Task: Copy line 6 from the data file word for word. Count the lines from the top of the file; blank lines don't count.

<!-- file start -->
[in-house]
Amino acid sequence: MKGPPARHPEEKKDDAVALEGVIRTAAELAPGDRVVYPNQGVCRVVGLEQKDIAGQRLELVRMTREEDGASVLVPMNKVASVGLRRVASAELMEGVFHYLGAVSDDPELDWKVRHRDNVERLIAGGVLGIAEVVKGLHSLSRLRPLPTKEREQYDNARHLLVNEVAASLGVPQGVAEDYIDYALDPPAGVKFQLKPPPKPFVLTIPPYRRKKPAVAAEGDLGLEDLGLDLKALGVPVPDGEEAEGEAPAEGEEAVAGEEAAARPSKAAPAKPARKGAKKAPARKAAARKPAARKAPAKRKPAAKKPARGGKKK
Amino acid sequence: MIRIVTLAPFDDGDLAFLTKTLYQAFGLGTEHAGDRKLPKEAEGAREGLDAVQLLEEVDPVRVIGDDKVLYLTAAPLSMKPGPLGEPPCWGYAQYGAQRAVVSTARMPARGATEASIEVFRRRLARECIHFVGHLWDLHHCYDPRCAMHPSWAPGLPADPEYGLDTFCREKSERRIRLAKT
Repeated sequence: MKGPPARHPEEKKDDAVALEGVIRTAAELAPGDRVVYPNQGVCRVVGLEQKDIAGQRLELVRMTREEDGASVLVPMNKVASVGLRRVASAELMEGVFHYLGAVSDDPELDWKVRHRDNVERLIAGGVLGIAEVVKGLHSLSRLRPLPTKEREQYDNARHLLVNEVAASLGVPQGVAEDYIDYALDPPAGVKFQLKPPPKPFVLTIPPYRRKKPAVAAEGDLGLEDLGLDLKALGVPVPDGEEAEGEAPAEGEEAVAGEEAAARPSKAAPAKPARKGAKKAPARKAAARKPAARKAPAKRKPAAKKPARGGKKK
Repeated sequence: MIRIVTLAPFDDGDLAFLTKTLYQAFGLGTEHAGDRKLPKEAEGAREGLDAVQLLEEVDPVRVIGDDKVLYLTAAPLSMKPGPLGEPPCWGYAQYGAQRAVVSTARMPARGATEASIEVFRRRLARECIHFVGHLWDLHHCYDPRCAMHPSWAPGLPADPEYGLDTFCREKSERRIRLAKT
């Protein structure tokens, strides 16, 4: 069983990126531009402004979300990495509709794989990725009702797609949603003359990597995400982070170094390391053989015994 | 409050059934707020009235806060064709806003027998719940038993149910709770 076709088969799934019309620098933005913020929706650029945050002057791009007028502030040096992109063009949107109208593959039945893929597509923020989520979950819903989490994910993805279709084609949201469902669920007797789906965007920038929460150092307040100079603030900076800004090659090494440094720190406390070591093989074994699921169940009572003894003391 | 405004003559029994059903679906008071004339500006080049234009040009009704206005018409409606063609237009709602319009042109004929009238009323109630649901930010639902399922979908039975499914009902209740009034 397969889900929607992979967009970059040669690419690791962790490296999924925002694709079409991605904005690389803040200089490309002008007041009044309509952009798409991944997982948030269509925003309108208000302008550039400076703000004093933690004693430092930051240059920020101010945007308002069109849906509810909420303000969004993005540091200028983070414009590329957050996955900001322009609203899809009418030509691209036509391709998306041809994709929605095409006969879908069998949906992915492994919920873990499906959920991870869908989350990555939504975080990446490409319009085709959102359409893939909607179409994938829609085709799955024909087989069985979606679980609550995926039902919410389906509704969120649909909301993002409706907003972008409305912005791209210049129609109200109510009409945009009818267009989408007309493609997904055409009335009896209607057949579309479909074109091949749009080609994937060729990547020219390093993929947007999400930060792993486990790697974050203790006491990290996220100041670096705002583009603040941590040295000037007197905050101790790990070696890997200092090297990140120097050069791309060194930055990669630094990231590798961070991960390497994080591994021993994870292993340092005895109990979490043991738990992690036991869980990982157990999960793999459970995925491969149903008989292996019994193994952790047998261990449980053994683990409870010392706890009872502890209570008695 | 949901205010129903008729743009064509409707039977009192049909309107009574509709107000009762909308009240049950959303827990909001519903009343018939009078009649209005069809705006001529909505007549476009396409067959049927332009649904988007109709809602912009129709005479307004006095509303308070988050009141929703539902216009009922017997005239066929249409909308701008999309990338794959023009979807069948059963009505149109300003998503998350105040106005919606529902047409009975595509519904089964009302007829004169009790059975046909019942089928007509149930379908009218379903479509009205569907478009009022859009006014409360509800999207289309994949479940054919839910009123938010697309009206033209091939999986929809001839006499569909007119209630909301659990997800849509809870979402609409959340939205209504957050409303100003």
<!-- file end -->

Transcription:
């Protein structure tokens, strides 16, 4: 069983990126531009402004979300990495509709794989990725009702797609949603003359990597995400982070170094390391053989015994 | 409050059934707020009235806060064709806003027998719940038993149910709770 076709088969799934019309620098933005913020929706650029945050002057791009007028502030040096992109063009949107109208593959039945893929597509923020989520979950819903989490994910993805279709084609949201469902669920007797789906965007920038929460150092307040100079603030900076800004090659090494440094720190406390070591093989074994699921169940009572003894003391 | 405004003559029994059903679906008071004339500006080049234009040009009704206005018409409606063609237009709602319009042109004929009238009323109630649901930010639902399922979908039975499914009902209740009034 397969889900929607992979967009970059040669690419690791962790490296999924925002694709079409991605904005690389803040200089490309002008007041009044309509952009798409991944997982948030269509925003309108208000302008550039400076703000004093933690004693430092930051240059920020101010945007308002069109849906509810909420303000969004993005540091200028983070414009590329957050996955900001322009609203899809009418030509691209036509391709998306041809994709929605095409006969879908069998949906992915492994919920873990499906959920991870869908989350990555939504975080990446490409319009085709959102359409893939909607179409994938829609085709799955024909087989069985979606679980609550995926039902919410389906509704969120649909909301993002409706907003972008409305912005791209210049129609109200109510009409945009009818267009989408007309493609997904055409009335009896209607057949579309479909074109091949749009080609994937060729990547020219390093993929947007999400930060792993486990790697974050203790006491990290996220100041670096705002583009603040941590040295000037007197905050101790790990070696890997200092090297990140120097050069791309060194930055990669630094990231590798961070991960390497994080591994021993994870292993340092005895109990979490043991738990992690036991869980990982157990999960793999459970995925491969149903008989292996019994193994952790047998261990449980053994683990409870010392706890009872502890209570008695 | 949901205010129903008729743009064509409707039977009192049909309107009574509709107000009762909308009240049950959303827990909001519903009343018939009078009649209005069809705006001529909505007549476009396409067959049927332009649904988007109709809602912009129709005479307004006095509303308070988050009141929703539902216009009922017997005239066929249409909308701008999309990338794959023009979807069948059963009505149109300003998503998350105040106005919606529902047409009975595509519904089964009302007829004169009790059975046909019942089928007509149930379908009218379903479509009205569907478009009022859009006014409360509800999207289309994949479940054919839910009123938010697309009206033209091939999986929809001839006499569909007119209630909301659990997800849509809870979402609409959340939205209504957050409303100003």